Do we truly learn from our mistakes?

I started to write this blog while on my annual holiday! I say holiday, I spent most of the time going red, then hiding from the sun, then going red again, but I did manage to cram in some work, this year I was producing our new website. I also like to lose myself in one of my greatest passions, reading!

Now I love a good thriller, I can recommend the new Rankin, DeMille, Ryan, Baldacci and several more thriller writers but I also like to take this time to learn something new, to learn from my mistakes to help me create a better business. This holiday I read several books, Jab, Jab, Jab Right Hook which is great read if you want to get ahead with your social media marketing, but the one that truly started me thinking and gave me the inspiration for this blog was book called Black Box Thinking by Matthew Syed

So do we learn from our mistakes? Even worse do we truly acknowledged them and then investigate them in order to ensure they never happen again? Now I bet like me you are saying, “of cause I do”! Really, honestly really?

What I read in Black Box Thinking about the differences between the Aviation industry and the Medical Profession and other professions simply dumbfounded me, and then started me thinking about my past and the business I have dealt with.

Here is what dumbfounded me, the Aviation industry, has truly learned from their mistakes! Each plane has two black boxes, one for the flight deck voice commands and the other recording mechanical movement etc. After each crash, near miss, simple flight error, everything is examined and recommendations made for improvement. Not just to the airline or that flight crew where the error occurred, but to the whole industry! Wow. Everything is open, no blame culture, it’s all about improving the product they sell, air flights. The safest way to travel!

However the medical industry, doesn’t appear to have the same transparency or simple means of communicating errors across the whole medical profession. According to Matthew Syed doctors down the annuals of history have learnt how to hide their mistakes, as a sector they don’t collate data after each operation or procedure, which could be gathered and shared world wide in order to improve patients well-being. I was shocked reading the opening chapters at the polar opposites approaches the two industries take when it comes to learning from their mistakes.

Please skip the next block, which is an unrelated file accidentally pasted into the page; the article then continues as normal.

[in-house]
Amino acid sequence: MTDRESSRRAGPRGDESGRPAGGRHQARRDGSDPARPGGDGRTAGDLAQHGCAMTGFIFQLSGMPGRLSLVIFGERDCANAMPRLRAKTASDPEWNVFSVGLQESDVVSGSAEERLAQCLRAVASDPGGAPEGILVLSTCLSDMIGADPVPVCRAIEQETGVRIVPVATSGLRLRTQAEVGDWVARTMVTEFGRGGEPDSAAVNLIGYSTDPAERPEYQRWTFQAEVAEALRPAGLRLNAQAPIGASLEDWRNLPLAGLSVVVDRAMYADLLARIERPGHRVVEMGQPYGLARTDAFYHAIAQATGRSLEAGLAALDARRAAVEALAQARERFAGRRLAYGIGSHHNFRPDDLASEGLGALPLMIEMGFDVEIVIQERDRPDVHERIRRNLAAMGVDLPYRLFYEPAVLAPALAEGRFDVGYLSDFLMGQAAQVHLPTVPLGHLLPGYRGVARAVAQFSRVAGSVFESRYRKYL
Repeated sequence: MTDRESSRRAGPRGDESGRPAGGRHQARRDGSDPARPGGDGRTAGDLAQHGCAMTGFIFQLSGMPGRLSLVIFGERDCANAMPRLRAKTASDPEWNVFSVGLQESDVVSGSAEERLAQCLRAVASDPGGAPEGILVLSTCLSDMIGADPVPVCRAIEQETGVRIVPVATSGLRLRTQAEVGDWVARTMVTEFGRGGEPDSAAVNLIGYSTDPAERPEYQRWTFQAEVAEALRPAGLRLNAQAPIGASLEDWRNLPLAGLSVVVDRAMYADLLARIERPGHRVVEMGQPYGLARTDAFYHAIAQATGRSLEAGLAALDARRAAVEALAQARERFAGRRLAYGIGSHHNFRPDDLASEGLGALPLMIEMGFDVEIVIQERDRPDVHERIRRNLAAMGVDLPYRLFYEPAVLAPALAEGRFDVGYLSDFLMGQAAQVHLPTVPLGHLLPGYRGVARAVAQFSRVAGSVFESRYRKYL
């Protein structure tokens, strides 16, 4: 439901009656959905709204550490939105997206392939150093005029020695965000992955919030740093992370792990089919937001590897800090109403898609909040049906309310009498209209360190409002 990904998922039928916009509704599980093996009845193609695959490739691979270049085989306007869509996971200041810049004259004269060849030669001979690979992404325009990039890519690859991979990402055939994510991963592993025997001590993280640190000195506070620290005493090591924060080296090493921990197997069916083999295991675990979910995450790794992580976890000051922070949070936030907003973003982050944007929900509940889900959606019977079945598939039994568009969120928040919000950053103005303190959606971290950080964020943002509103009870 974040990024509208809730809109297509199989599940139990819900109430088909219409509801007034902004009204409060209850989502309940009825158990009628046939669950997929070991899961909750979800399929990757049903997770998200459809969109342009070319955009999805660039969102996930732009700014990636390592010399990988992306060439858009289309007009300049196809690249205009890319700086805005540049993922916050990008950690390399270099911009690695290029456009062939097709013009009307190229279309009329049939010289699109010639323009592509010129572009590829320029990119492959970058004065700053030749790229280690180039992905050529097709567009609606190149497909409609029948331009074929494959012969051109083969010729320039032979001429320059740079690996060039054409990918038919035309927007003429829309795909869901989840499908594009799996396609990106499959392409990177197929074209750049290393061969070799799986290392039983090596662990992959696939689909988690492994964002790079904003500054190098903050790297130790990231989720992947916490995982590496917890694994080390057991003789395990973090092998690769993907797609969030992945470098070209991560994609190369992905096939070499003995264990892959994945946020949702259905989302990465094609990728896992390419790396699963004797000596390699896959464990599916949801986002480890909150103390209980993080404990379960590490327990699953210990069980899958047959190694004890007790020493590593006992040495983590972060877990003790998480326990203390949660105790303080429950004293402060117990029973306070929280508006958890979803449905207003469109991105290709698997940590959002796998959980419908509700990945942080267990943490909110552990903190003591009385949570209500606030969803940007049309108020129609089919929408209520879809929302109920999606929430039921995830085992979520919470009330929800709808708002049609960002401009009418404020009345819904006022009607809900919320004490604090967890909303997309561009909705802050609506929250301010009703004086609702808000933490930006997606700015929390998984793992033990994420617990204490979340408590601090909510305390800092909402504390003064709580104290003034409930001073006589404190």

Now don’t get me wrong, I think doctor and nurses do an amazing job, and overtime do learn from their mistakes but if they adopted the Aviation approach just how many more lives could be saved?

But what about the rest of us! Are we not the same, look at my industry, recruitment, nothing as dramatic as the life and death industries above, but still, do agencies, consultants, clients and candidates truly learn from their mistakes. Do we measure our processes in time, money and success in order to improve each time. Most would like to say yes we do, but do we really?

How many consultants missed target, but have yet to change their processes. How many clients have never changed their recruitment process even though they keep losing quality candidates because their process is not fit purpose.

I could talk about numerous clients and agencies across all industries who refused to look at their mistakes, change for the good and have in the end paid the ultimate price. Look at the household names such as Kodak, Blockbusters, and Woolworths etc. who didn’t learn from their mistakes and the mistakes of others, and make changes to safe guard their business future and where are they now?

They refused to change as why should they, after all they have always worked that way. Wow, how many plane crashes would there be if the Aviation industry thought in that way?

So do we truly learn from our mistakes and do we implement what we have learned. As I wrote this I contemplate my own career, the highs and the lows, and I discovered one thing! During the highs one thing stoodout, I changed my approach, service and attitude according the my failure ratio and learned to be better. However, during my failures I had become insular, almost self absorbed and didn’t alter my course of action and ultimately failed. After all, you cannot one without the other, as failure sparks creativity into life and looking how we learn was eloquently put by Steve Jobs “Creativity is just a connection of things”, so when you fail the answer normally lies in the connection of other successes that combined with cure your latest failure.

So what now, well for me its all about moving forward, learning to implement an environment where failure is a good thing, but learning from that failure is paramount to success and everyone is key to that in the business. As you read this are you thinking like the Aviation industry and taking steps to be this honest with yourself, and truly learn from your mistakes? Or will you carry on as you always have, because that’s what you have always done?

 

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